The China’s bureaucracy does not want to become a victim of imperialist domination. Moreover, they will not let it happen. They realize that they have to maintain a strong capitalist sector, and they are doing that by building up and actually supporting some of the state owned companies, which have vast amounts of capital available. The money is pumped up into the state corporations through state banks. Government interference in the private sector used to be considered as a bad habit of immature economies. However, today things have rapidly changed. China’s economy, which is the only major economy likely to demonstrate any growth this year, is the most closely controlled one. “Despite the precipitous drops in its biggest export markets and the fall in its own stock markets, China’s economy looks likely to grow more than 7 percent in 2009. Yes, that’s down from the double-digit pace of recent years, but it’s stronger than most other nations.”(Foroohar, Liu, Mary, & Duncan, 2009) In other words, it is becomes obvious that the Chinese command-and-control system can work more effectively and show more efficient results than any other market-based systems as in the terms of economic stress. However, it seems that China’s model of capitalism tends to demonstrate great results where other brands of capitalism actually fail. And it becomes even more of an issue when we consider the fact that United States and Europe are nationalizing the banking and car industries and establishing heavy financial regulations, thus moving toward state control. It is out of doubt that China is governed by a radical pragmatism, thus being focused on a slow but substantial changeover toward freer markets. Deng Xiaoping, China’s original capitalist roader, called it “crossing the river by feeling for the stones.”(Foroohar, Liu, Mary, & Duncan, 2009) Even though the state still puts forth a tenacious and stabilizing hand, it has emancipated a private sector that controls no less than half the economy. However, this number may grow to approximately 70 if state-owned companies, which operate as private firms, are comprised. In China’s economy the state controls the stock markets, fixes prices in primary industries and staffs major bank posts with Communist Party members and pointing out to whom they are supposed to lend and in what to invest, thus implying that there is no actually free market in China. However, state meddling is actually the main reason why China is not decelerating as rapidly as the other major world economies, especially because of limiting foreign investment in the vast banking sector and avoiding the strange financial innovations that are the base of the global economic crisis. Taking into consideration the disastrous world economic situation China’s bureaucrats have an opportunity to choose not only from traditional western market tools, but from their exceptional arsenal as well. “Early last year, as the housing market was overheating, they simply ordered bankers to cut back on housing loans. Then, as home sales began to fall, they offered market incentives, like lower taxes on home purchases. They have launched economic rescue efforts similar to those in the West, including a $600 billion plan to ramp up government spending, and big interest-rate cuts via the state central bank.”(Foroohar, Liu, Mary, & Duncan, 2009) They have also put out certain orders that would be considered as inappropriate interference in the west, thus calling in recent weeks on state industries, like steel and construction, to sufficiently increase their roles in the economy by acquiring new assets at home and abroad. Consequently, China recently improved upon Germany in the amount of patents it registered. The latest five-year plan of the country’s Communist Party has set China a determined goal of getting to world-class heights in the fields of science and technology. The plan determines Chinese probes to orbit the moon next year and land on it by the year 2010. However, the economic successes of the Communist Party are not the only remarkable achievements. “Chinese cities are safer than places like São Paulo or Bogotá, and they seem cleaner and more orderly than the slums of Nairobi or Soweto in South Africa. Beijing and Shanghai boast a lively cultural scene, and broadband Internet access is already taken for granted in the country’s major cities. Mobile phone reception is even available in small villages.”(Lorenz & Wagner, 2007) China’s faith in its capacity to shape markets may originate from the fact that its leaders are predominantly engineers who were trained to construct based on a plan. It is interesting that eight out of the nine top party members have engineering backgrounds, and rationality of their profession may be of a great assistance when trying to explain and understand why they didn’t accept the risky western financial innovation. “For these economists, the fall of the Iron Curtain offered glaring proof that their hypotheses were correct. Indeed, planned economies in Soviet bloc countries were failures, creating poverty instead of affluence and leaving industrial wastelands in their wake.”(Lorenz & Wagner, 2007) Moreover, these ruling engineers are in charge of a system that is extremely process-oriented and preoccupied with performance metrics. According to Foroohar, Liu, Mary, and Duncan (2009) the ambassador Wu Jianmin of the Chinese Foreign Ministry recalls a recent meeting with a deputy mayor from Wuxi who could compare in detail his local economy with that of the United States in the 1970s, thus being concerned about the fact that his service sector hadn’t grown larger. China’s efficient implementation of command capitalism contains, at most, limited lessons for the United States or Europe. In the end, it’s a lot easier to increase growth by ordering engineers working in an autocratic system to build roads where there are none, as in some regions of China, than to accelerate growth in a developed nation like the United States. However, the fact that an increasingly rich China is still doing well deserves to be studied thoroughly, not least for the credit crisis is inciting a wider questioning of free-market orthodoxy. “It is worth remembering that China is the only major nation that is experiencing neither a credit crisis nor a crisis of confidence,” notes Andy Rothman of CLSA, a bank specializing in emerging markets.(Foroohar, Liu, Mary, & Duncan, 2009) Consequently, it appears that communist Party leader Hu and his Politburo colleagues are not the only ones behind the changes that have affected this huge country. Undoubtedly, they are responsible for implementing the dominant strategies behind China’s economic miracle, and for this task they take the necessary time, like hours that Western politicians waste doing the rounds on talk shows. On the other hand the politburo consistently solicits advice and reports on the latest global trends in science and business, like on issues running the gamut from biotechnology to health insurance.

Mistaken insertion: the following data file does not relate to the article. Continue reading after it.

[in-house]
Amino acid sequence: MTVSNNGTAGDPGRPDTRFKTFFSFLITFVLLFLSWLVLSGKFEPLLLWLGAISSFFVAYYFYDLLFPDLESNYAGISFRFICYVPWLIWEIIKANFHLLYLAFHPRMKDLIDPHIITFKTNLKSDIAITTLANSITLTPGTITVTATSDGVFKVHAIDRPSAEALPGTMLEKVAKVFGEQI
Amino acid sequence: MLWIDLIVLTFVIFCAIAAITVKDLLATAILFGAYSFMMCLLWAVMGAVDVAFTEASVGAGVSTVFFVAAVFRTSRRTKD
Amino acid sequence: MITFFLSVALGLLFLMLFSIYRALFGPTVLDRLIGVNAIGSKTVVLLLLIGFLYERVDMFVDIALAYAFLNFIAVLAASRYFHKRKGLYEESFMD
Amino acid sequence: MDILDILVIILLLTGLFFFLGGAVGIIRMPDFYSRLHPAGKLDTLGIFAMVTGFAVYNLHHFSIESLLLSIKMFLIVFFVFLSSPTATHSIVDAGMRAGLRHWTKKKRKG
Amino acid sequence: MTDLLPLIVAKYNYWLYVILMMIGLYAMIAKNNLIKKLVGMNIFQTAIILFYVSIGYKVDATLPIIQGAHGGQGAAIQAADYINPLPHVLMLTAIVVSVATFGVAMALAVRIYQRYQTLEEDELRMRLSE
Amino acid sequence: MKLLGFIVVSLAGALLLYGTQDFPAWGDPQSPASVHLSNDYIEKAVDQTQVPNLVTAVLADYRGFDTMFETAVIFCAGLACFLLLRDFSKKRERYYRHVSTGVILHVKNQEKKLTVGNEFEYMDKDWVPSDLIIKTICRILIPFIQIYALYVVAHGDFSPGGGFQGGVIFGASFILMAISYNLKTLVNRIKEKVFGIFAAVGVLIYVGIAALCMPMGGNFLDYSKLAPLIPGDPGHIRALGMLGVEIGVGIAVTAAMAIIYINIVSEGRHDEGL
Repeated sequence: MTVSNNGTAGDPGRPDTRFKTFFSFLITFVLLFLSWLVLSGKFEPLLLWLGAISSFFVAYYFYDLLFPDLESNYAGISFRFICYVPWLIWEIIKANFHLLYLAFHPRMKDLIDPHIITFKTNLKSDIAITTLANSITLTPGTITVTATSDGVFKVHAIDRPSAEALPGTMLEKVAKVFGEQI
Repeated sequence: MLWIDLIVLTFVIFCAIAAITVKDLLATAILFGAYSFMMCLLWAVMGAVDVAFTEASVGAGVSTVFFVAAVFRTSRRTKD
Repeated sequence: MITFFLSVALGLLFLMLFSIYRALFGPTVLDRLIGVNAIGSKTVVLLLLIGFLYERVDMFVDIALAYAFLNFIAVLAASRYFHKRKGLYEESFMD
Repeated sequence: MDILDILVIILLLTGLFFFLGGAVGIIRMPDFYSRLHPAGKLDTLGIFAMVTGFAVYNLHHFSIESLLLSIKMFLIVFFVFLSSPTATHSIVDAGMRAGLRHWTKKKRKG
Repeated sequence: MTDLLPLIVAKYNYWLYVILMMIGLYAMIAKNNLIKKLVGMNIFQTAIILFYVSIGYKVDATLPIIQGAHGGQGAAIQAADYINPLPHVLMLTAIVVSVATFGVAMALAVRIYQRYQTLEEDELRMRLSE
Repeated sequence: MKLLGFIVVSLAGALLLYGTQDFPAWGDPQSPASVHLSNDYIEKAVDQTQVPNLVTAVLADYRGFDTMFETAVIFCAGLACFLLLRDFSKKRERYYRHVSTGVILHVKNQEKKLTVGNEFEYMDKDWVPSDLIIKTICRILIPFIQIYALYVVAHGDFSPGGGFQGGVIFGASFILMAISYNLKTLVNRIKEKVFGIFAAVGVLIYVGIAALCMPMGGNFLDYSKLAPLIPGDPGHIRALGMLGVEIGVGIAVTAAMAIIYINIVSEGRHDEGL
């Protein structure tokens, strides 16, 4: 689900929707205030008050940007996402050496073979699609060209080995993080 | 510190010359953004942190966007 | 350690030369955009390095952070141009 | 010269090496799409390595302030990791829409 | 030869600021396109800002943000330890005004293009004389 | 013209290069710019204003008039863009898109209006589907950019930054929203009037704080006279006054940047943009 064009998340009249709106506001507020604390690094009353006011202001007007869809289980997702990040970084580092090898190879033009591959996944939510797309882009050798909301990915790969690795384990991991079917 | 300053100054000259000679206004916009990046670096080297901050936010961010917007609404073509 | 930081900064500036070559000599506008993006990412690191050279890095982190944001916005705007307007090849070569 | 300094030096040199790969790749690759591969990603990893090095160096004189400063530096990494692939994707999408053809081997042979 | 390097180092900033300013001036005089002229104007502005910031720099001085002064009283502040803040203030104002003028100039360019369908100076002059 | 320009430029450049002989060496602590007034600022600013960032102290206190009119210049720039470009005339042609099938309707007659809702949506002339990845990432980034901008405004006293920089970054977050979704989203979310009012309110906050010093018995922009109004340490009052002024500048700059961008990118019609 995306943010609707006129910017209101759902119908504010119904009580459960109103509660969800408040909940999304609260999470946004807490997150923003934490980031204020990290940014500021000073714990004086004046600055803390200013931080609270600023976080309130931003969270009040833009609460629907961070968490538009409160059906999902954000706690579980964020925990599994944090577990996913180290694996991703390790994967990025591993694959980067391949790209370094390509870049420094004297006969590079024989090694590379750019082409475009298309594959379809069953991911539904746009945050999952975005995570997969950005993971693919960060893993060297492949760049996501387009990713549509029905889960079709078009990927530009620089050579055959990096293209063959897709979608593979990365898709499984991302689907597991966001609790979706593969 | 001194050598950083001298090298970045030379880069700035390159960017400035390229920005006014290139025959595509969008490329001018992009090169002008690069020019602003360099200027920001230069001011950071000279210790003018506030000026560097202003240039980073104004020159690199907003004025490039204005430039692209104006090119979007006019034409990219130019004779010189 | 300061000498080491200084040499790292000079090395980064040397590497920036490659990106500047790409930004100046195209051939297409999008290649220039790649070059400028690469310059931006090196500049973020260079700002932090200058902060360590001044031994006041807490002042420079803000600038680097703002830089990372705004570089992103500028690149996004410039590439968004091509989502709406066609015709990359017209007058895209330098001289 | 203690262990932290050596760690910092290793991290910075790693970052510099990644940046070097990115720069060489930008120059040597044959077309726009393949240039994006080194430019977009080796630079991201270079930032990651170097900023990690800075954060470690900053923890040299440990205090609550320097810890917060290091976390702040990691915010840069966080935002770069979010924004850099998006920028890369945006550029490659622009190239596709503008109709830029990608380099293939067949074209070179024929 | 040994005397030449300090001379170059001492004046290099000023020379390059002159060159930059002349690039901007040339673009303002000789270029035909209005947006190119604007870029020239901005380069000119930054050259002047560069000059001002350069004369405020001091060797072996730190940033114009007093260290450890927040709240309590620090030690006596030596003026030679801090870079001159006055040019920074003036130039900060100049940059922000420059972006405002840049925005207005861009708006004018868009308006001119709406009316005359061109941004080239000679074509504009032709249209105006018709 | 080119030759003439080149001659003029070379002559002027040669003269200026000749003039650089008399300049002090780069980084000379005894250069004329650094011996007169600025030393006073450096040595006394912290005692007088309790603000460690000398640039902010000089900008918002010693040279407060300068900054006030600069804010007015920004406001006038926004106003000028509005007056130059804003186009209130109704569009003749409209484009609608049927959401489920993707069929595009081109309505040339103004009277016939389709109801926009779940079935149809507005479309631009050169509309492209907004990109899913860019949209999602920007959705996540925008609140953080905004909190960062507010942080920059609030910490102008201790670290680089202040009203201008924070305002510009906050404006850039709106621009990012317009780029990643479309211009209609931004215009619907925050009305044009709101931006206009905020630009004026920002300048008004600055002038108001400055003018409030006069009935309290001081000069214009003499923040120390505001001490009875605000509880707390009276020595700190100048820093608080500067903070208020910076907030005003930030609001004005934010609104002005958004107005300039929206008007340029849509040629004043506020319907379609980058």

China is a huge country that is plays a key role in the world economy, having more than one fifth of the world population living in it. Things that occur in China definitely affect the rest of the world. Lately the Chinese economy has been a vital factor when determining the degree and depth of recessions on a world level. The actual and intensive growth of the Chinese economy in the recent period provides a thorough explanation of the reason why world recessions have been milder than would otherwise have been expected. However, it is assumed that in the future this will turn into its opposite with China becoming a big factor in determining a major crisis on a world level. Regardless China’s overall size and growing authority in the global economy, Chinese officials and scholars confirm that the country is still experiencing intensive development, thus grappling with serious issues of lifting millions out of poverty and reducing the exceeding income gap between the city and countryside, where most Chinese citizens live. China improved to increase its growth in 2007 to 13% against 11.9 %, thus gaining $3500 billion dollars on the basis of the exchange rate by the end of 2007. This shows that the intensity of economic growth is getting higher every year, for the country continues to develop and grow economically.
Ariana, E. C. (2009). China passes Germany with 3rd highest GDP. The Washington Post. Retrieved February 22, 2009, from http://www.washingtonpost.com/wp-dyn/content/article/2009/01/14/AR2009011401456.html
Foroohar, R., Liu, M., Mary, H., & Duncan, H. (2009). China’s economy stays out of the red. Newsweek. Retrieved February 22, 2009, from ABI/ inform Global database, (Document ID: 1625314781).
Lee, D. (2007). The world – China to join top 3 economies. Los Angeles Times. Retrieved February 22, 2009, from http://articles.latimes.com/2007/jul/20/business/fi-chinaecon20
Lorenz, A., & Wagner, W. (2007). Does communism work after all? Red China, Inc. Retrieved February 22, 2009, from http://www.spiegel.de/international/spiegel/0,1518,465007,00.html